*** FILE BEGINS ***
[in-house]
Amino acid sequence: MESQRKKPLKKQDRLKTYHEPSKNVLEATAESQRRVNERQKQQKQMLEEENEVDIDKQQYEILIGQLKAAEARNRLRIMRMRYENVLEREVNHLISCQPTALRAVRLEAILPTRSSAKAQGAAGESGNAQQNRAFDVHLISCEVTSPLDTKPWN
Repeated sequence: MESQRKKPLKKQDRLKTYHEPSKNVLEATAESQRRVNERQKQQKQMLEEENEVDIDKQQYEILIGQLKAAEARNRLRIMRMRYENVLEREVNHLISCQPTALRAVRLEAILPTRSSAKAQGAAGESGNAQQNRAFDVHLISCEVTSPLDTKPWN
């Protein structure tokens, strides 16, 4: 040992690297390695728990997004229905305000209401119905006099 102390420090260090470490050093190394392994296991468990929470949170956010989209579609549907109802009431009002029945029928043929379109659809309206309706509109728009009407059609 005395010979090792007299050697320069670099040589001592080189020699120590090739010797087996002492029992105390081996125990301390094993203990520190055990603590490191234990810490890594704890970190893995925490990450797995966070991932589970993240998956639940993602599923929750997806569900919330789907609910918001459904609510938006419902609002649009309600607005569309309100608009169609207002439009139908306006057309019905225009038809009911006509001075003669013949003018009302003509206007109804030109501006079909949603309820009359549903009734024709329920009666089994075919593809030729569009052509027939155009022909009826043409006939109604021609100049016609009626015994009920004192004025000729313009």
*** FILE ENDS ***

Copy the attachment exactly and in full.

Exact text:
[in-house]
Amino acid sequence: MESQRKKPLKKQDRLKTYHEPSKNVLEATAESQRRVNERQKQQKQMLEEENEVDIDKQQYEILIGQLKAAEARNRLRIMRMRYENVLEREVNHLISCQPTALRAVRLEAILPTRSSAKAQGAAGESGNAQQNRAFDVHLISCEVTSPLDTKPWN
Repeated sequence: MESQRKKPLKKQDRLKTYHEPSKNVLEATAESQRRVNERQKQQKQMLEEENEVDIDKQQYEILIGQLKAAEARNRLRIMRMRYENVLEREVNHLISCQPTALRAVRLEAILPTRSSAKAQGAAGESGNAQQNRAFDVHLISCEVTSPLDTKPWN
């Protein structure tokens, strides 16, 4: 040992690297390695728990997004229905305000209401119905006099 102390420090260090470490050093190394392994296991468990929470949170956010989209579609549907109802009431009002029945029928043929379109659809309206309706509109728009009407059609 005395010979090792007299050697320069670099040589001592080189020699120590090739010797087996002492029992105390081996125990301390094993203990520190055990603590490191234990810490890594704890970190893995925490990450797995966070991932589970993240998956639940993602599923929750997806569900919330789907609910918001459904609510938006419902609002649009309600607005569309309100608009169609207002439009139908306006057309019905225009038809009911006509001075003669013949003018009302003509206007109804030109501006079909949603309820009359549903009734024709329920009666089994075919593809030729569009052509027939155009022909009826043409006939109604021609100049016609009626015994009920004192004025000729313009």